“You may think that it’s a really hard thing to put together a Google Earth — and it is — but it didn’t start as just Google Earth. It’s a complex set of simple questions that go into building these things, and how you really harness the power of data is by asking a lot of little questions that you can answer, and assembling that into a grand-scale answer,” says Gaffney.

Data Must Provide Insights

To be useful, data must be stored and organized. To be valuable, data must provide insights. Whether it’s studying deep space supernovae or analyzing consumer-buying habits, the right data enable us to make better decisions.

But the data-driven world is changing rapidly. In 1993, 100 terabytes of data were transferred over the Internet. In 2013, 200 terabytes of data were transferred across the Internet … per second. The volume, velocity, and variety of data are increasing exponentially, and this can make it very challenging to sift through and find relevant correlations that produce usable results, especially for those managers not accustomed to working with large, dynamic data sets.

But learning to do so, argues Hasler, is essential. Big data can mean big value — hundreds of billions of dollars, in fact. Geotracking and geofencing technologies, which rely on big data, has the potential to be worth $600 billion annually to the global economy. That’s the kind of decision-making power data can bring to corporations, but it also requires professionals who can do the work.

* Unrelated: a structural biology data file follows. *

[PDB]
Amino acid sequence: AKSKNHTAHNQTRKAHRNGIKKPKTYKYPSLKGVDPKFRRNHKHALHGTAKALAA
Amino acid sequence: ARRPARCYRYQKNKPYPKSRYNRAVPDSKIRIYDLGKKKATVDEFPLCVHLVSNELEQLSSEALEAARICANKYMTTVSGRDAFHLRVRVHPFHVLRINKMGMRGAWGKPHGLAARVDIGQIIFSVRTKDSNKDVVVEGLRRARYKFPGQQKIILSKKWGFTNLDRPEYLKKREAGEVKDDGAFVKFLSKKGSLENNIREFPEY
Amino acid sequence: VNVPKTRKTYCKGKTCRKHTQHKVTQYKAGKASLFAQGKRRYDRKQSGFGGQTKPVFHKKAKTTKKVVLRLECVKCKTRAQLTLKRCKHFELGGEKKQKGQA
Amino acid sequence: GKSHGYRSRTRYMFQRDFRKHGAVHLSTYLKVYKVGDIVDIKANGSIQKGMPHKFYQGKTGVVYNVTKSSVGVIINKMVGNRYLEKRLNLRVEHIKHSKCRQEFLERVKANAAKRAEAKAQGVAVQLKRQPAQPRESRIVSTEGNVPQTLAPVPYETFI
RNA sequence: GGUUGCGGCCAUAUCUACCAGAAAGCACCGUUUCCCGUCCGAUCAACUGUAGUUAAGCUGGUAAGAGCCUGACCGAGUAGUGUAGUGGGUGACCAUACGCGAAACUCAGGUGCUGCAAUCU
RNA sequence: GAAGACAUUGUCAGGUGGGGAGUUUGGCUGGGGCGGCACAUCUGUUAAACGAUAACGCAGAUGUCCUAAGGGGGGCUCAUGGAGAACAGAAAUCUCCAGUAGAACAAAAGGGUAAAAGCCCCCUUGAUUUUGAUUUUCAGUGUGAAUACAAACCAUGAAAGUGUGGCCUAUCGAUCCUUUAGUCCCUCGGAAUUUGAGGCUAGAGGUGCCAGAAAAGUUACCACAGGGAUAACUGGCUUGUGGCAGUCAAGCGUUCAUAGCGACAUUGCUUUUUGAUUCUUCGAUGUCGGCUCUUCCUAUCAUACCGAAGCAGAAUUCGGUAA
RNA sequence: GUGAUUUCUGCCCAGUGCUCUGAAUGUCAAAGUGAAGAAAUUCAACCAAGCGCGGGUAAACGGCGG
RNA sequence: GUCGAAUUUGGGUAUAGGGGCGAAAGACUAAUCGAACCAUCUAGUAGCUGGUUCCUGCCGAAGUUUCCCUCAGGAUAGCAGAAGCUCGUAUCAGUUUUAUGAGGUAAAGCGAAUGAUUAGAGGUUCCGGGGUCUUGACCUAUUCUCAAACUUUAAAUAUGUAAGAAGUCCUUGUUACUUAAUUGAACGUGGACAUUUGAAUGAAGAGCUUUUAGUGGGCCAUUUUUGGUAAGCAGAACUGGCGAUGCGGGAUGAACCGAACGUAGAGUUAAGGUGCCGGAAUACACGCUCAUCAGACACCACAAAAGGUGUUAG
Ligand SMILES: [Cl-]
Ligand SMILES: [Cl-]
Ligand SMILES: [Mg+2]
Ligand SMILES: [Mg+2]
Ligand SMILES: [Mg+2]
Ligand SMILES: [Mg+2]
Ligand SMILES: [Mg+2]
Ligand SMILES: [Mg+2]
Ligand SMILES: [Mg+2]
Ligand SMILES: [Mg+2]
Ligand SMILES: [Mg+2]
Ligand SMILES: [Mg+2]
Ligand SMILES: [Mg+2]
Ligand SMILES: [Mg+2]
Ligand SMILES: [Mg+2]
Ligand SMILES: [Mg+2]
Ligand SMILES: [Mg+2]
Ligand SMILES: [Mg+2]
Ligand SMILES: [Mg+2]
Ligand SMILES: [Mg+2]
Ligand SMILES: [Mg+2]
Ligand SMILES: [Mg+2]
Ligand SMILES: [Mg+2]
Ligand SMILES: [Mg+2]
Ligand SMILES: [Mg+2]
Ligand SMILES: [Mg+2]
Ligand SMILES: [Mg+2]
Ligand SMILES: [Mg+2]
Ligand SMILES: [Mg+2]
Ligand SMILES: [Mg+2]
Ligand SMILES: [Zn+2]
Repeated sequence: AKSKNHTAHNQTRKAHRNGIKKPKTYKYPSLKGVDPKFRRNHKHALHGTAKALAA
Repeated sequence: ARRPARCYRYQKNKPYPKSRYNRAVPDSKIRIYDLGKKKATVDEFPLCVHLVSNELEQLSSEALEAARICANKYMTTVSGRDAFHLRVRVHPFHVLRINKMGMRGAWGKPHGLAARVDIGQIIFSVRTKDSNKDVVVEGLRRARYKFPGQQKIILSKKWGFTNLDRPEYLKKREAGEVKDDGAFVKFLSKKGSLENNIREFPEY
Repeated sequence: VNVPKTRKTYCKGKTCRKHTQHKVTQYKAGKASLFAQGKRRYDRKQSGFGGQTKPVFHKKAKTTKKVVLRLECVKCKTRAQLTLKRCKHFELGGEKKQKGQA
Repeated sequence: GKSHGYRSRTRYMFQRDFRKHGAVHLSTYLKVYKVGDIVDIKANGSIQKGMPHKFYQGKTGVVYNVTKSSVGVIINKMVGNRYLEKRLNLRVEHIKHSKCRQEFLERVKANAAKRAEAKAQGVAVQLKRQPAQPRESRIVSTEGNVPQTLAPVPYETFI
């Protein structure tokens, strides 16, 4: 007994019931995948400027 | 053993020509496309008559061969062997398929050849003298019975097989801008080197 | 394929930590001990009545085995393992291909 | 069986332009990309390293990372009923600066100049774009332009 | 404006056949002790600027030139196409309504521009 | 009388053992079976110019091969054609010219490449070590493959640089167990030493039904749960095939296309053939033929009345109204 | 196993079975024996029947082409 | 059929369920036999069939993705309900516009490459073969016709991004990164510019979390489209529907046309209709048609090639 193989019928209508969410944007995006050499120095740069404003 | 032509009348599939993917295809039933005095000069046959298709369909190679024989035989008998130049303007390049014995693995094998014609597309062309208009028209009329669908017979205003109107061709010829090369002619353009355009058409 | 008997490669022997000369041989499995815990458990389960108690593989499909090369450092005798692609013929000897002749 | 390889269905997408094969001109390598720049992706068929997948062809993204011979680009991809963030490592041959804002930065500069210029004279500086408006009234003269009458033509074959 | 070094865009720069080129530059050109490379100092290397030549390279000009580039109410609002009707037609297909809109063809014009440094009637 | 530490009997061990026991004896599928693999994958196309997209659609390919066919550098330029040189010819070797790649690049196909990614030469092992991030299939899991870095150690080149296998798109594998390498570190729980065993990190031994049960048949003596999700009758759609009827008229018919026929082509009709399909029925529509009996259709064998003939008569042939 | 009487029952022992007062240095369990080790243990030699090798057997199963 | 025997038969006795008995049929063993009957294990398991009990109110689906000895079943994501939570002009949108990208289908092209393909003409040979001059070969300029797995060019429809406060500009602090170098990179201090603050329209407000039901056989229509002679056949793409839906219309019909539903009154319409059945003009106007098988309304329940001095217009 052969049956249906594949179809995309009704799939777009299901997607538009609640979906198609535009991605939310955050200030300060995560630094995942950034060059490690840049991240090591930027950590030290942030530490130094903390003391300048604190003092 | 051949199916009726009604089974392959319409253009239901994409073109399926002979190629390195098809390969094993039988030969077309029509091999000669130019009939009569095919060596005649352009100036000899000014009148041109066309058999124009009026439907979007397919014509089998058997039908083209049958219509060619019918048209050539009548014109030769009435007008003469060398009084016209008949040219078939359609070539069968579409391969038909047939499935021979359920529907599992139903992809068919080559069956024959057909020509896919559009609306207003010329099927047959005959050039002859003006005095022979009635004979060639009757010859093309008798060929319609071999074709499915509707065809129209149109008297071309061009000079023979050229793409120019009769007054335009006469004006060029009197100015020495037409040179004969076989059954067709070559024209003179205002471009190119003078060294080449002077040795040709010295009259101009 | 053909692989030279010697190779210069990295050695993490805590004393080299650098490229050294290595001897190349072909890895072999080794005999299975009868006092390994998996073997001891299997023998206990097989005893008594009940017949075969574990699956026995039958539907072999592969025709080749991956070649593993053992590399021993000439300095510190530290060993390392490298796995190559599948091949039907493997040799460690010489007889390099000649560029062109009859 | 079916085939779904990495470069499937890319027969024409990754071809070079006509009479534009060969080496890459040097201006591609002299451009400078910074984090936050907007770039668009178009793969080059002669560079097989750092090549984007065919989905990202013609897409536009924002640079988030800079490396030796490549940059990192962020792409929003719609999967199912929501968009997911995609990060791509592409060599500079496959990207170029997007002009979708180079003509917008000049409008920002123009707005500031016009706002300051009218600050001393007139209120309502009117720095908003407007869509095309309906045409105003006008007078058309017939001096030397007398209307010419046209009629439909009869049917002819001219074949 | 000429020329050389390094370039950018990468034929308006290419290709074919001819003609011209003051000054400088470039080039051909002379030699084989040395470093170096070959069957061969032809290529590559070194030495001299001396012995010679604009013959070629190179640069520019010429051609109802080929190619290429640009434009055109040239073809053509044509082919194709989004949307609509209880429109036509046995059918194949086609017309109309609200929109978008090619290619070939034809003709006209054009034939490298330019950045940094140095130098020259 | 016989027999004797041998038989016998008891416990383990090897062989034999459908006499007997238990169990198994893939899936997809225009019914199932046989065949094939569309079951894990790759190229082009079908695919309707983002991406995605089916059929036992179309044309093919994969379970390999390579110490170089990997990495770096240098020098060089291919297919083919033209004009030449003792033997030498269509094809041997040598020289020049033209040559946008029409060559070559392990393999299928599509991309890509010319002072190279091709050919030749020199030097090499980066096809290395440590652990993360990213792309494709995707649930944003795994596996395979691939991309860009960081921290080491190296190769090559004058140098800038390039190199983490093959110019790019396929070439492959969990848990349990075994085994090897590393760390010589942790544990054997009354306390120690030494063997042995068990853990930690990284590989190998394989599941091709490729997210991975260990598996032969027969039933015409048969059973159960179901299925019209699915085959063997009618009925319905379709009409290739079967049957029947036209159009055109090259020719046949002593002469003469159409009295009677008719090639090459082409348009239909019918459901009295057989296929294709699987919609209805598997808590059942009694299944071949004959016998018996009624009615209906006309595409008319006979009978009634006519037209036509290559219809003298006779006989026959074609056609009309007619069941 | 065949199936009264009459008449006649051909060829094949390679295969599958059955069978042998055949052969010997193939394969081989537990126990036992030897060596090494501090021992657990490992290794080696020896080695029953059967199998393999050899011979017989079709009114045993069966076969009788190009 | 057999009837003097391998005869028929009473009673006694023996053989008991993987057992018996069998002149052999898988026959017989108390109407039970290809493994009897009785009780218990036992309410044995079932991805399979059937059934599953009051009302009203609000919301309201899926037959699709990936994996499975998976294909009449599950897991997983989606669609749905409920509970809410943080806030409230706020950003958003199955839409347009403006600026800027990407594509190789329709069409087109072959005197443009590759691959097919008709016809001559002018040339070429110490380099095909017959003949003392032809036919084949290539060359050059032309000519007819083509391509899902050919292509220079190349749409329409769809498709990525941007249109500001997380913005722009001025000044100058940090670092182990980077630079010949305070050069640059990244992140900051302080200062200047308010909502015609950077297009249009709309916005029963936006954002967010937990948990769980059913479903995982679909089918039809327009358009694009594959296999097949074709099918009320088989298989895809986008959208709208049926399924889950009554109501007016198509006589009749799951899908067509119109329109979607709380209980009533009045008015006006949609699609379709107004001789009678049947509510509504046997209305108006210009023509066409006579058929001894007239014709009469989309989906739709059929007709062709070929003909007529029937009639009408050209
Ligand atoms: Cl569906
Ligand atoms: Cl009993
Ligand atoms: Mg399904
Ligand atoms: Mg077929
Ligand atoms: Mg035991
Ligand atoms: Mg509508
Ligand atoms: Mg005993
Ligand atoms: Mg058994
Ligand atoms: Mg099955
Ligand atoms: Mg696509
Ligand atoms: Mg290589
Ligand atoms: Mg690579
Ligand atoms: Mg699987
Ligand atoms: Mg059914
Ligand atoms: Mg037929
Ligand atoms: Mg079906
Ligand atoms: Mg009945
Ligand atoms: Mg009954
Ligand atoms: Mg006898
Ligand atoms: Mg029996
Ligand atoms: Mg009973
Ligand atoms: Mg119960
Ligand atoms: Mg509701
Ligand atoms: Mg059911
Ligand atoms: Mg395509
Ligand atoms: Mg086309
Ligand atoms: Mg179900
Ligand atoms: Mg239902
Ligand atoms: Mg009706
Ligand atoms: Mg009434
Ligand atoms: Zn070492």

The McKinsey Global Institute reports “that there will be a shortage of talent necessary for organizations to take advantage of big data” in the years ahead. How much of a shortage? By 2018, U.S. organizations will need more than 1.5 million managers and analysts who can turn data into decisions.

Hasler encourages business leaders to ask themselves the following questions before jumping blindly into the numbers:

What data do I already have?
What other data do I need?
How can I get that data?
What skills and tools do I need?
How do I protect and store my data and protect my customers’ privacy?

After all, he says, it’s not the data itself that is crucial for success — it’s knowing how and why to apply it.

“Analytics do not begin with data,” he said. “They begin with problems and opportunities.”

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About the Author

This article was written by Adrienne Dawson a writer at Texas Enterprise an organisation created to share the business and public policy knowledge created at The University of Texas at Austin with Texas and with the world. see more.

Callum Connects

Denise Mossis Kipnis, Founder & Principal of ChangeFlow Consulting

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Denise Mossis Kipnis’ curiosity in people and the world, lead her to set up ChangeFlow Consulting.

What’s your story?
I’m driven by curiosity. Having been the only one in a room who looks like me for most of my life, I developed a curiosity about who stays, who leaves and who thrives in minority/majority situations including when and how connection and collaboration happen. I was a systems thinker long before I knew what that was, always asking why and so what; and seeing the pieces, the whole, and the places in between. So helping people and organisations move through the complexity of transformation feels natural to me.

What excites you most about your industry?